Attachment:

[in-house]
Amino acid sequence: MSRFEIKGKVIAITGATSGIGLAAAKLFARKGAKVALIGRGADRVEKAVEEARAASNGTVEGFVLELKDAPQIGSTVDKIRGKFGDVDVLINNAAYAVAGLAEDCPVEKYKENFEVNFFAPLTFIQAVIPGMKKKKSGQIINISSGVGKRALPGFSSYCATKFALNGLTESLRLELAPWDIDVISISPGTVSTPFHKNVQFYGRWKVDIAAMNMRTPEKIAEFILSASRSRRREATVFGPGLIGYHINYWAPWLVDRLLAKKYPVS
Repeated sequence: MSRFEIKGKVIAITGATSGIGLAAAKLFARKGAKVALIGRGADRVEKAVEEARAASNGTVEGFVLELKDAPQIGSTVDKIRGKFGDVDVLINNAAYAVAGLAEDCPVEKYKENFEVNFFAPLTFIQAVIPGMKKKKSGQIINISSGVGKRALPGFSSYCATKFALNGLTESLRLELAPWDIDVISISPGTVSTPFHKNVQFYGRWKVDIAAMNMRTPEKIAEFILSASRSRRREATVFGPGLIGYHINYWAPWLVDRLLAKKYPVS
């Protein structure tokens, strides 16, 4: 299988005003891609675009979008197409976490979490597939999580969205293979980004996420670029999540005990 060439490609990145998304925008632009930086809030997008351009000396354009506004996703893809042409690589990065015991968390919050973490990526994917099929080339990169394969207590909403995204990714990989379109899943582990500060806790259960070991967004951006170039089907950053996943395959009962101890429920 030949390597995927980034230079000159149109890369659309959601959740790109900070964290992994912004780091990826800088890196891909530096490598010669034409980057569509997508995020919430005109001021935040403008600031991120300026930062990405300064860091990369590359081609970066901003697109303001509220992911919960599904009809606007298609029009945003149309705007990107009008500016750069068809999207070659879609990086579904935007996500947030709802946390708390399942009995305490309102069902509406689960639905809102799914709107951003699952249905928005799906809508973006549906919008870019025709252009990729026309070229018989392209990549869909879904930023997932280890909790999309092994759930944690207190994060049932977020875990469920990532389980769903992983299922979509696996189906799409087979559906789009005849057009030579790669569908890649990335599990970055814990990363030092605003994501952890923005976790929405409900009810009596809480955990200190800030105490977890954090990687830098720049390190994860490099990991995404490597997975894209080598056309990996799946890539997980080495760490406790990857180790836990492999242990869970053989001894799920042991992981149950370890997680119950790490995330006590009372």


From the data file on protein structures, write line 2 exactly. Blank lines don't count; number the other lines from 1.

Amino acid sequence: MSRFEIKGKVIAITGATSGIGLAAAKLFARKGAKVALIGRGADRVEKAVEEARAASNGTVEGFVLELKDAPQIGSTVDKIRGKFGDVDVLINNAAYAVAGLAEDCPVEKYKENFEVNFFAPLTFIQAVIPGMKKKKSGQIINISSGVGKRALPGFSSYCATKFALNGLTESLRLELAPWDIDVISISPGTVSTPFHKNVQFYGRWKVDIAAMNMRTPEKIAEFILSASRSRRREATVFGPGLIGYHINYWAPWLVDRLLAKKYPVS